But the true novelty concerns the category of much more powerful states, those that Samuel Huntington calls in a study “major powers”[5] and which we traditionally call “great powers”, that is, states such as France, Great Britain, Germany etc. The name matters less. These are those states, not many, that after the apparition of superpowers at the end of the Second World War placed themselves immediately after these, and now are after the USA (Russia being now among themselves). The characteristic of their position in the hierarchy is that they are at a long distance from the existent superpower and from the other states on the next level. This characteristic of the power hierarchy, the established decision tasks discourage rivalries for now and constitute one of the main explanations for which the present world system has had for over a decade an exceptional stability.

But it is a dynamic stability (which is also desirable, according to us). The internal agitation comes from the fact that, even if the “concert” formula of the former power equilibrium is outdated for good, something seems to return from the former logic of the concert. The hegemonic superpower, which reunites all the dimensions of power to an extent that has no historical precedent, is tempted to detach itself more from the level of great powers[6]. If it did there would be an establishment of a mono-polar system which, according to Huntington, would mean the US could solve any international problem without the cooperation of any of the great powers (which at the present moment are necessary to them) and even against the will of the great powers if necessary. In this sense a series of actions of the USA from the last decade could be interpreted as pressure put more or less on the world system to push it into mono-polar formula. By managing to regulate the situation in Bosnia, the US have proved their capacity to solve overt problems, in this case in the heart of Europe- the space of most great powers- and in situations in which the great powers had failed. The intervention in Kosovo is somewhat different. It is true it was made in partnership with some great powers, like the recent NATO extension. It is true both these last actions implied partnership with European great powers. Indeed, the US cannot do without their help for wide-spreading actions on the international scene yet. But on the other hand the US depend only partially on these and can defy them. They only need allies in order not to seem to be isolate and promoting a single point of view. The intervention in Kosovo proved the availability to act against the will of one of the most suspicious of these great powers (Russia) and especially the availability to take the risk of an action in the absence of the legitimacy conferred by the UN, especially if this last aspect of the intervention was felt as a powerful pressure liable to push the world system into a mono-polar formula. Very recent and particularly significant is the pressure put on the European Union in favor of Turkey’s joining the EU and especially the project that, at the moment of writing, seems to have been designed for a new intervention in Iraq. Particularly significant in this context are the reactions of some European great powers which, like France and Germany, are more moderated than the US. Confronted by Great Britain’s position as raisonneur, the French and German attitude of reserve is meant to individualize the EU by proving that the Paris-Berlin axis remains the Union’s spokesman, not the too obedient London. In its turn, Russia’s reserve counterbalances Britain’s position.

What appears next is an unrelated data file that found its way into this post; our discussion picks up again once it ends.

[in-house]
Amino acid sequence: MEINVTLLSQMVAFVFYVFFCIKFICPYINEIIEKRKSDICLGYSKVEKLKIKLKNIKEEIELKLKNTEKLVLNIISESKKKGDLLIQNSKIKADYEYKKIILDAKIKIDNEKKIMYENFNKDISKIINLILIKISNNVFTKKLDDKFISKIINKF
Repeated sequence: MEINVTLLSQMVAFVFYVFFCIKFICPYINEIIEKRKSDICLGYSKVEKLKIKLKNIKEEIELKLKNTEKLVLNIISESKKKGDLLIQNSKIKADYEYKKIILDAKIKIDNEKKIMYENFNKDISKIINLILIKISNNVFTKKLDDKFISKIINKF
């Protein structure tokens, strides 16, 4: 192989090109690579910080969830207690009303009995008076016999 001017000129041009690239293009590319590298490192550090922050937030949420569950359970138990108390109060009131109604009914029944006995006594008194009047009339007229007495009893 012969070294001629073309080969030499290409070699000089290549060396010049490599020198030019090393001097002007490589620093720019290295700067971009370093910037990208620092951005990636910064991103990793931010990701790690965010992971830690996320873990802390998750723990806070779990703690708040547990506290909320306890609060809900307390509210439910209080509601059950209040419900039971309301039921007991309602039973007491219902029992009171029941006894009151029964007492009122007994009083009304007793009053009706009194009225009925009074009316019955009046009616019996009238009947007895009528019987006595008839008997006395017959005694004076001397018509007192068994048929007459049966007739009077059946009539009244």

Therefore the situation remains complex. Like during the “concert”, the powers’ policy is aimed at hindering the individual voluntarism of the hegemonic superpower. This has to be put in connection with the observation made by Huntington in his 1999 study that international problems can be solved by the US only through the coalition. In time, some of the US’s tendencies to take action according to a mono-polar situation failed. Four year have passed since the American political analyst’s affirmation (which is a significant interval for the development speed of contemporary processes), but the observation is still valid- a proof that in this interval the great powers managed to moderate the hegemonic superpower as efficiently as in the times of the “concert” equilibrium.